Rivalry gets renewed in NIT Round of 16
The rivalry was thought to be over once the Rutgers women’s basketball team left the old Big East for the AAC, but it turns out the Turnpike Tussle will have another chapter.
Following their win Monday night against Harvard, the Scarlet Knights (24-9) cross paths again with Seton Hall tonight at the Louis Brown Athletic Center in the Round of 16 of the NIT.
With it comes the extra incentive to avenge a bitter 3-point loss last season in South Orange, which snapped Rutgers’ 12-game winning streak in the all-time series and essentially sealed the Knights’ exclusion from the NCAA Tournament for the first time in 11 years.
“Now that they’re coming up, I think we think more about it,” a smiling junior forward Betnijah Laney said Monday of last season’s loss to Seton Hall. “We definitely want to come out and get our revenge, but we’re just looking at it as a game and they’re our opponent for this tournament.”
The Pirates (20-13), coming off a 1-point home win Sunday against Princeton in the second round, likely share the sentiment.
Under first-year head coach Anthony Bozzella, Seton Hall has put together its most wins in 19 seasons and is in a national tournament for the first time in eight years. The Pirates have only once advanced this far in the NIT back in 2004.
Rutgers, meanwhile, accepted an invite to the consolation tournament for the first time under head coach C. Vivian Stringer, who has traditionally settled for no less than the NCAAs.
That mindset changed this season in rebuilding a team of no seniors that Stringer felt the selection committee snubbed of the NCAAs. Despite Rutgers compiling its most wins since making the Elite Eight in 2008, Louisville was the only AAC team to earn an at-large bid to the tournament.
So far the Hall of Fame coach has gotten exactly what she wanted out of the NIT — vital postseason experience.
“With this young group, what we’re trying to do is simulate the exact progression [of the NCAAs],” Stringer said postgame Monday. “You play [the first round], you win the first game, you’ve got 32 [teams]. Now we got to the Sweet 16 and look to go on. So the best thing for us is that we remember how this feels. The pressure and the success and the competition are going to get tougher.”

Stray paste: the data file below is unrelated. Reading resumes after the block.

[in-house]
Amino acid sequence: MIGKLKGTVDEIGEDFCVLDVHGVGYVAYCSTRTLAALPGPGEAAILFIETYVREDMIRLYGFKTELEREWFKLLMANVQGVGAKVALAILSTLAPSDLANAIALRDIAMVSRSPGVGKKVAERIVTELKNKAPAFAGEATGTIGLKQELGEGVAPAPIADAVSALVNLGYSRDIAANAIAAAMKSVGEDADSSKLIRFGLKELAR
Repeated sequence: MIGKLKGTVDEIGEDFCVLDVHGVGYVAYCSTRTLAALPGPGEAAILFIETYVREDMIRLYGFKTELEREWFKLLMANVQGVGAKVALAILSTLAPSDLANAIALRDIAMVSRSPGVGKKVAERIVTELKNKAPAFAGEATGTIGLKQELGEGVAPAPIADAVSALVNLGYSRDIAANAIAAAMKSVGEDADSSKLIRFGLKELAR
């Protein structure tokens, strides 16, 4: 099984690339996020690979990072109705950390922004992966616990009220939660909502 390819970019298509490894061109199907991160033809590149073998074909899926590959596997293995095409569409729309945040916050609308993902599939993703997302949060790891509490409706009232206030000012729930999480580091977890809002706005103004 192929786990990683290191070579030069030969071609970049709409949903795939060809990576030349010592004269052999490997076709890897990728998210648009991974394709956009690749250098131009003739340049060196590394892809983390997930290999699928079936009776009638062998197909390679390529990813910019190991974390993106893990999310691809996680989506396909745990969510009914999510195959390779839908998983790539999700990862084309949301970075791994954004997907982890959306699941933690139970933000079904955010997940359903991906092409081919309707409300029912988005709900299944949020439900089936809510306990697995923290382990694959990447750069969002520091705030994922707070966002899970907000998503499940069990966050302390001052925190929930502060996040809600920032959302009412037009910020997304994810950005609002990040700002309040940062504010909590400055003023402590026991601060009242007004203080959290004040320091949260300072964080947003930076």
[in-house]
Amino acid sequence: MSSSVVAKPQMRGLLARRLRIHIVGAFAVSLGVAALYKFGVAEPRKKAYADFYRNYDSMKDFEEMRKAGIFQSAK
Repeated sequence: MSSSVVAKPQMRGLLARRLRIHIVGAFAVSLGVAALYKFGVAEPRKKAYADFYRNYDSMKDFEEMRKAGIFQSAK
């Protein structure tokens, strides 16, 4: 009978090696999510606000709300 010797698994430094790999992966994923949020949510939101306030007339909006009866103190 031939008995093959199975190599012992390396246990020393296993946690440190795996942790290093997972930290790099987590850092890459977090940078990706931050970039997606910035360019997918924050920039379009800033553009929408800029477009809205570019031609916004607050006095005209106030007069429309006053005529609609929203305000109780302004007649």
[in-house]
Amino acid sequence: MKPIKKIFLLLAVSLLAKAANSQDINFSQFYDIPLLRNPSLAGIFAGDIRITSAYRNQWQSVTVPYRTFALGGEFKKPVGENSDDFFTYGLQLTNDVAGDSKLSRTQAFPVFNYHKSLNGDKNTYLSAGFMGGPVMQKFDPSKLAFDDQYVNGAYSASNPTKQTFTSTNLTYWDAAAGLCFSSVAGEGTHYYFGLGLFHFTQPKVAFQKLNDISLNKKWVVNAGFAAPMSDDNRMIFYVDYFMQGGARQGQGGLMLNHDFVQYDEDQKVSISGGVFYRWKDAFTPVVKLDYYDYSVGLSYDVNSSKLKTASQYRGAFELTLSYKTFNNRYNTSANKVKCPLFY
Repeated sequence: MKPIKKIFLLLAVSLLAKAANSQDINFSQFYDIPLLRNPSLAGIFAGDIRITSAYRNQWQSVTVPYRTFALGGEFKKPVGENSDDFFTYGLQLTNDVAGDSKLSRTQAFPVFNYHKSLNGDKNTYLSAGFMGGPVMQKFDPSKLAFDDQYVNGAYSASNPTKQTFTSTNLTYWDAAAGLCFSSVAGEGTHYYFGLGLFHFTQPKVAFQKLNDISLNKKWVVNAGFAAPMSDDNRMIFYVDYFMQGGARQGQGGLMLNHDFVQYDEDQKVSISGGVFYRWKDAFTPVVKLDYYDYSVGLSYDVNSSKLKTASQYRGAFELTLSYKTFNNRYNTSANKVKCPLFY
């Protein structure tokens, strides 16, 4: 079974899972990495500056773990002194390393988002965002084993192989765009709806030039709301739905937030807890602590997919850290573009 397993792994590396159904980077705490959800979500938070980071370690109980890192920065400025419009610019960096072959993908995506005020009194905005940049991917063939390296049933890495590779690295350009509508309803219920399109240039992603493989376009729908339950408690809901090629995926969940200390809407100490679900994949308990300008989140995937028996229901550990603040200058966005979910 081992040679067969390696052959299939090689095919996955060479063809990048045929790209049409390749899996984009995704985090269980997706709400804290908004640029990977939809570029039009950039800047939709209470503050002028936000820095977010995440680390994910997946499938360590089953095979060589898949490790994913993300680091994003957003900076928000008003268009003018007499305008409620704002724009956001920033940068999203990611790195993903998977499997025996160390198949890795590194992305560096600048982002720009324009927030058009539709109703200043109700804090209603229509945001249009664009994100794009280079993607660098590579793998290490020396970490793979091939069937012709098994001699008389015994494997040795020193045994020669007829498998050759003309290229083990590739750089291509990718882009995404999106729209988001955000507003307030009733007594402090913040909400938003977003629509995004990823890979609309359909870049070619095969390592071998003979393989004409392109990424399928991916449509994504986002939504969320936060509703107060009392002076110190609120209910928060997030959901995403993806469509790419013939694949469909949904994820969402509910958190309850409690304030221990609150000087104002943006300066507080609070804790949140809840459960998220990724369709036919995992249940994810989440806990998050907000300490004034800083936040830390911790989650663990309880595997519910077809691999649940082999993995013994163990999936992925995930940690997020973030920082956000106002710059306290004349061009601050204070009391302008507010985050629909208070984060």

The Knights, possibly still shaking off rust from an 11-day layoff after the AAC Tournament, now likely need more consistency on the perimeter to advance any farther.
Rutgers shot 34.6 percent overall from the field in the first two rounds of the NIT. AAC Freshman of the Year Tyler Scaife, who has one of the nation’s best pull-up jumpers, has shot 8-for-28 and matched a season-low four points Monday.
Aggressive rebounding and tight defense helped spark offensive spurts at critical junctures against Delaware and Harvard, but Seton Hall’s strong guard play presents a new challenge.
“I know that they’re an outstanding team,” Stringer said. “We had a very difficult time before because they generally run five guards, so we’ve got to figure out what we’re going to do about that.”
Guards Ka-Deidre Simmons and Tabatha Richardson-Smith each average nearly 17 points per contest. Bra’Shey Ali, a versatile 6-foot wing player, ranks 17th in the country with 11 rebounds per game. And the Pirates as a whole are peaking with an average of 71.5 points in postseason play.
So Rutgers needs urgency from arguably its most potent offensive threat.
Eleven days between tournaments in some ways disrupted the Knights’ flow, but they afforded sophomore wing Kahleah Copper more time to rest her turf toe injury sustained toward the end of the regular season.
Copper showed more explosiveness Monday, producing game highs of 19 points and 12 rebounds — her most in either department since March 8 against Southern Methodist.
“Rest is always good,” Copper said. “Coach had us get in the ice tub and it was just refreshing. The week off just helped my legs and getting back to moving.”
Rutgers’ first two NIT wins have not been pretty overall, but Stringer was most optimistic about the Knights forcing 20 turnovers and dishing 15 assists.
“I thought that this team played as hard as I’ve seen us play and as hard as was capable,” she said. “Everybody was contributing, and that was good enough to have played at an even higher level. … It was a great team effort with the assists obviously and real hard-nosed defense. I thought that we were focused on every shot.”
For updates on the Rutgers women’s basketball team, follow Greg Johnson on Twitter @GregJohnsonRU. For general Rutgers sports updates, follow @TargumSports.
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